3.     Choose more whole grains, fruits, and raw vegetables. Many anti-inflammatory foods are great sources of fiber.
  4.     Consider a fiber supplement. If you need help reaching the recommended 25 grams of fiber each day, a fiber supplement can bridge the gap. Fiber GDX is made from high-quality ingredients and provides more than 25 percent of your daily fiber needs. 

Get Your Daily 25

Here are some high-fiber options that can quickly add up to 25 grams:

Track Your Fiber Intake

If you want a simple way to track your fiber intake, consider using the Cronometer app (my favorite). Once you enroll, if you haven’t already, head to the Settings section > Targets > Nutrient Targets > Carbohydrates and Fiber is the 2nd option down. Switch to Custom and enter 25.0 as your Daily Target. When you go back to your Diary and swipe the options at the top – you will be able to watch your Fiber intake as the day goes by. Try it for a week; what do you have to lose! 

Track your nutrition for better results with the Cronometer App.

Sources:

Mayo Clinic
https://www.mayoclinic.org/healthy-lifestyle/nutrition-and-healthy-eating/in-depth/fiber/art-20043983#:~:text=Dietary%20fiber%20increases%20the%20weight,Helps%20maintain%20bowel%20health.

Cleveland Clinic
https://my.clevelandclinic.org/health/articles/14400-improving-your-health-with-fiber

Academy of Nutrition and Dietetics
https://www.eatright.org/food/vitamins-and-supplements/nutrient-rich-foods/fiber#:~:text=Heart%20disease%3A%20Fiber%20may%20help,lower%20in%20calories%20as%20well.

https://www.eatright.org/food/vitamins-and-supplements/types-of-vitamins-and-nutrients/easy-ways-to-boost-fiber-in-your-daily-diet

Physicians Committee for Responsible Medicine
Increased Fiber Associated With Less Depression in Premenopausal Women (pcrm.org)

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With an anti-inflammatory approach to nutrition, Dr. Haver has cracked the code and found an innovative solution that actually works at this time in our lives. The Galveston Diet can help women in menopause lose weight, burn fat, and feel more confident in their skin.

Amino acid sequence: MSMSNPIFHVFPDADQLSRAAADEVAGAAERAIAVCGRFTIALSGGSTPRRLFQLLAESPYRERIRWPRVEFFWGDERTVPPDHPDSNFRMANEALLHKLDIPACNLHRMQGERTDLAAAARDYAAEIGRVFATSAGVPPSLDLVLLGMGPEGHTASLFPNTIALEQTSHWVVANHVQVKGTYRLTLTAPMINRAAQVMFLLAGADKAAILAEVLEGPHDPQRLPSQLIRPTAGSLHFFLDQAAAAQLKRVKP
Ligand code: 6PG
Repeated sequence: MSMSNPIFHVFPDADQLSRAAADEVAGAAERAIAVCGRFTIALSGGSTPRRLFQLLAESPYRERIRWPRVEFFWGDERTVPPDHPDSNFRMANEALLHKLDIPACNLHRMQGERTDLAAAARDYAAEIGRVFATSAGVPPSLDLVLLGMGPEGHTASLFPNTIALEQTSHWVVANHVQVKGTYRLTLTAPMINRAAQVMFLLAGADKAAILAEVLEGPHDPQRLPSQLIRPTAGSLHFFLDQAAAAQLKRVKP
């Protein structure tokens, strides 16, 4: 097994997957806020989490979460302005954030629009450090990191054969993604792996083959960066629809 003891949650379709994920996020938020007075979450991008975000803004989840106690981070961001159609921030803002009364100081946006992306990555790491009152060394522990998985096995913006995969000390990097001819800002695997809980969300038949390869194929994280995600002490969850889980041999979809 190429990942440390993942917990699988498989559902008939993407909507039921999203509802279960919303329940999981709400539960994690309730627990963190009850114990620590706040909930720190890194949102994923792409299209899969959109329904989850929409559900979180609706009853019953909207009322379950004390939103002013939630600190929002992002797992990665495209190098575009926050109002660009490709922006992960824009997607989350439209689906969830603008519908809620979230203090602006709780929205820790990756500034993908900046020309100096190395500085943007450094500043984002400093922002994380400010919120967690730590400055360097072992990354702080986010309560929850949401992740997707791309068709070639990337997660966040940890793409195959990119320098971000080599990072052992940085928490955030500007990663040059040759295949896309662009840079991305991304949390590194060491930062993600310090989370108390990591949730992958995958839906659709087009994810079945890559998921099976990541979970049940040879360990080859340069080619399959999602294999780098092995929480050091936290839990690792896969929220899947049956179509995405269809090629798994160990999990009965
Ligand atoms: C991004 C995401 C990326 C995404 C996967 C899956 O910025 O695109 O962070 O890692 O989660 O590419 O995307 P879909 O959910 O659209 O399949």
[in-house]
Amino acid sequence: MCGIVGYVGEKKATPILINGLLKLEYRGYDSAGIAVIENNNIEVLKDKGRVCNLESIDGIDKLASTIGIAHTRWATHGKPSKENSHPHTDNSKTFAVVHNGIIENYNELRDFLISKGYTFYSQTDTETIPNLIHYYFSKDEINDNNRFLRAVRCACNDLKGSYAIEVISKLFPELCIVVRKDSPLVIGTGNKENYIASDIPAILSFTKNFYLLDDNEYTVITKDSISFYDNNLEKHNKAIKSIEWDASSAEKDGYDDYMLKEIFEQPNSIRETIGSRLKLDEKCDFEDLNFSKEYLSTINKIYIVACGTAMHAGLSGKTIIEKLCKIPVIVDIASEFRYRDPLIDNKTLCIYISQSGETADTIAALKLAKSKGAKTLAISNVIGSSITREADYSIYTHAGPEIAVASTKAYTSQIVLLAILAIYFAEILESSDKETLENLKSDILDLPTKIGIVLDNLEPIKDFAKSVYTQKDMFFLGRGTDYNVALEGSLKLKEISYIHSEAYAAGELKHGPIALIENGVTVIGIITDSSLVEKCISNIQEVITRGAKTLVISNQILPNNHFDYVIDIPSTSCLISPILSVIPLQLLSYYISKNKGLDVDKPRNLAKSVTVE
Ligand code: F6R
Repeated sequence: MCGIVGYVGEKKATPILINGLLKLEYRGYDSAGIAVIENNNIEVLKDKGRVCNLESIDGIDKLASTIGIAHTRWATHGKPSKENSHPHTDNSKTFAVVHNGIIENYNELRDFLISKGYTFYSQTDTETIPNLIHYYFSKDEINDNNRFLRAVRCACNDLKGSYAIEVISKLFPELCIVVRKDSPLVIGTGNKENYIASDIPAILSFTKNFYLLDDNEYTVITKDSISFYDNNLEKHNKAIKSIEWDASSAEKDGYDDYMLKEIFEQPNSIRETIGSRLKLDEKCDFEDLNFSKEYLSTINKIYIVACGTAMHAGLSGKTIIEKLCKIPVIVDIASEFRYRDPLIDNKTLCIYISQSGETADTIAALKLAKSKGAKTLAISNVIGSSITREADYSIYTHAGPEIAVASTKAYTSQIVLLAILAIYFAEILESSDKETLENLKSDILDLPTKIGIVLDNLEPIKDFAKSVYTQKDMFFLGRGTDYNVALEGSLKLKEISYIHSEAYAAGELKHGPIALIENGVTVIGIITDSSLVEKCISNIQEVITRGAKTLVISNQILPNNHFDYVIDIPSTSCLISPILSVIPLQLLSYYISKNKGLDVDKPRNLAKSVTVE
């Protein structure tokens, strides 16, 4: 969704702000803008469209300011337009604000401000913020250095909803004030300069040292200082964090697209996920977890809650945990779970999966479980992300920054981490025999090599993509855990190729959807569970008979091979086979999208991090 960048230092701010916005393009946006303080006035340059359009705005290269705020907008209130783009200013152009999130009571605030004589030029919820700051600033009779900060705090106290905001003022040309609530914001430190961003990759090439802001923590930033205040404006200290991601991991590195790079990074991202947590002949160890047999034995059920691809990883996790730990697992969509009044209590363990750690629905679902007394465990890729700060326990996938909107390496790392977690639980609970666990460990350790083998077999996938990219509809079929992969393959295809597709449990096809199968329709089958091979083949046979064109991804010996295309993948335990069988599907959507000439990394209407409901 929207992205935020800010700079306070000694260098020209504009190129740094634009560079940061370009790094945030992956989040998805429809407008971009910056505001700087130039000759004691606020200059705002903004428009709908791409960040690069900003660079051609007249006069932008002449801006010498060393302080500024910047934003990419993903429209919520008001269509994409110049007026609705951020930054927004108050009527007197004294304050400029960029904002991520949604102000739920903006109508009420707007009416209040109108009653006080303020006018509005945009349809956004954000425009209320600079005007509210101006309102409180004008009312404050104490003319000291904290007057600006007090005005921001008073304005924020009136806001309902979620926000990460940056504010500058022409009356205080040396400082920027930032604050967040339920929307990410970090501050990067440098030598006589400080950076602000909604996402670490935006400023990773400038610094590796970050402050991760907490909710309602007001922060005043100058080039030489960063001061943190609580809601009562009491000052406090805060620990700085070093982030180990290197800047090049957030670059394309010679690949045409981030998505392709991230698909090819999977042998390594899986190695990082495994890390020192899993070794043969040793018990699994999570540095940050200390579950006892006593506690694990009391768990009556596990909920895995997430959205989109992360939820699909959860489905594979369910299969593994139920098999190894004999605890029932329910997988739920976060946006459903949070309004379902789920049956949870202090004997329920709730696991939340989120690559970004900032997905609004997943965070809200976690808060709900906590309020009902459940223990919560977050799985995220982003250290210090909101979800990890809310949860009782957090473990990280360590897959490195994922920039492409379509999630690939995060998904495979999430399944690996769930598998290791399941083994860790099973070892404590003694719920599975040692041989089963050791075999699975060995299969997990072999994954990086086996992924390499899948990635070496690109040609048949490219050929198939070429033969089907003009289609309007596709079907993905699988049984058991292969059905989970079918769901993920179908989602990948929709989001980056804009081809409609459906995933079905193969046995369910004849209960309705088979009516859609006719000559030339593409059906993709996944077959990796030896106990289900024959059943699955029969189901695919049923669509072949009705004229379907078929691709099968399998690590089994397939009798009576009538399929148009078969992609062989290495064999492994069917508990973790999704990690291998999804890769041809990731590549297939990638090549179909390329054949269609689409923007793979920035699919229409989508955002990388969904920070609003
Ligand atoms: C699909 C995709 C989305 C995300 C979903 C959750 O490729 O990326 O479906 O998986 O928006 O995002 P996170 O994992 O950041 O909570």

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This blog provides general information and discussion about medicine, health and related subjects. The words and other content provided in this blog, and in any linked materials, are not intended and should not be construed as medical advice. If the reader or any other person has a medical concern, he or she should consult with an appropriately-licensed physician or other health care worker.

Never disregard professional medical advice or delay in seeking it because of something you have read on this blog or in any linked materials. If you think you may have a medical emergency, call your doctor or emergency room immediately.

The views expressed on this blog and website have no relation to those of any academic, hospital, practice or other institution with which the authors are affiliated.

While the information on the site was prepared to provide accurate information regarding topics related to general and specific health issues, the information contained in the site is made available with the express understanding that neither Dr. Mary Claire Haver, galvestondiet.com, nor the other experts on the site, nor the site itself, nor members of the Site are dispensing medical advice and do not intend any of this information to be used for self-diagnosis or treatment.